Models of Coaching
Models of coaching
In Coaching fundamentals we looked at the evidence on ‘what effective coaches do’ to help the people they are working with. They:
- offer a confidential, non-judgemental environment for discussion
- tentatively offer insights and different ways of thinking – about the client’s view of themselves or their situation – that help their client to re-frame their situation
- help a client to develop practical actions to move forward
How, in practice, is this achieved when a client or coachee comes to you with something they want to talk through and resolve?
Probably the most well-known model for the way a coaching session should play out is the GROW model:
G Goals: What is the goal someone is trying to reach?
R Reality: How do they describe their reality?
O Options: Exploring possible ways to get to the goal; evaluating and deciding
W Wrap-up: What is to be done: actions, how will they motivate themselves to persevere if / when things go wrong
The conversation basically runs through this sequence during the coaching session. Of course, the conversation will move to and fro between these different aspects as the coach and coachee explore the issues. What seemed like the coachee’s goal at the outset may change; the way the current reality is described may change and so on. By the end of the session, though, the discussion will generally have covered all four and the coachee will leave with some actions that they have decided will help move them towards their goal.
Cognitive behaviour models are also popular as a framework for the discussion, and have an evidence base confirming their effectiveness in situations where the coachee is focusing on overcoming challenges. The most long-standing of these is Ellis’s well known ABCDE model:
A Activating event or situation: What triggers the stress or concern?
B Beliefs: What assumptions and thoughts underlie the client’s reaction?
C Consequences: What are the consequences of A and B?
D Disputation of beliefs: Challenging the truth or usefulness of the underlying beliefs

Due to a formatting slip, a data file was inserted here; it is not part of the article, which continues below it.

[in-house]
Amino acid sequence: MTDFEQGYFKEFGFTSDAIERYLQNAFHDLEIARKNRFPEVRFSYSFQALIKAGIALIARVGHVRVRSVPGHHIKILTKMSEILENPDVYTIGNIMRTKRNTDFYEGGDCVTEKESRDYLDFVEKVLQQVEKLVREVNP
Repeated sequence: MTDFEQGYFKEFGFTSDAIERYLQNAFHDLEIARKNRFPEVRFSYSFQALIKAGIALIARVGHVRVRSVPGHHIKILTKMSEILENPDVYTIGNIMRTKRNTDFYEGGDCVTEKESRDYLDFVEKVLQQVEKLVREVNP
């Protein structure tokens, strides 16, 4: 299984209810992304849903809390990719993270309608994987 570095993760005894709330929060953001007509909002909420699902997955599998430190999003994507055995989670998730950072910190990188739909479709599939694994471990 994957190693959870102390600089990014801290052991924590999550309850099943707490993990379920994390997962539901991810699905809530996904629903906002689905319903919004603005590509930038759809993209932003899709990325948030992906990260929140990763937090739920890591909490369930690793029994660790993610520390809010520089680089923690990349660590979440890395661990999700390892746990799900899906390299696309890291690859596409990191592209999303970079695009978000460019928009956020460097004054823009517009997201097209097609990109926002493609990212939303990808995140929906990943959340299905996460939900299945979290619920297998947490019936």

E Effective and new approaches to dealing with the situation: Seeing the situation differently
Normally a coaching ‘contract’ between a coach and coachee is agreed at the start of the two people working together. There is usually a preliminary ‘chemistry test’ session where coach and coachee meet to check they are a good fit and the coach outlines some basic arrangements for discussion.
The ‘chemistry test’ is important because the emerging quality of the relationship is a major indicator of a successful coaching experience. This does not mean that either person has to feel the other is the best thing since sliced bread, but more that there should be no instant antipathy between the two people. It does happen. Very rarely, in my experience, but coaching is intended to be a positive development experience, not an endurance event, and much better to find a decent way of saying “I’m not sure this is for me right now” than to persist when your gut is saying No.
The practical matters to be discussed at that first session should include:
A Arrangements – how many in the initial contract, length, frequency, place
C Confidentiality – which can be complex sometimes in organizational settings.
E Expectations of each other – ethics, time-keeping, ways of working together, what happens in a typical session
An exercise to practise Active listening with two colleagues, and receive feedback on what you did well and what you might improve.
An exercise for two people who know at least the basics of coaching to coach each other on a peer-to-peer basis.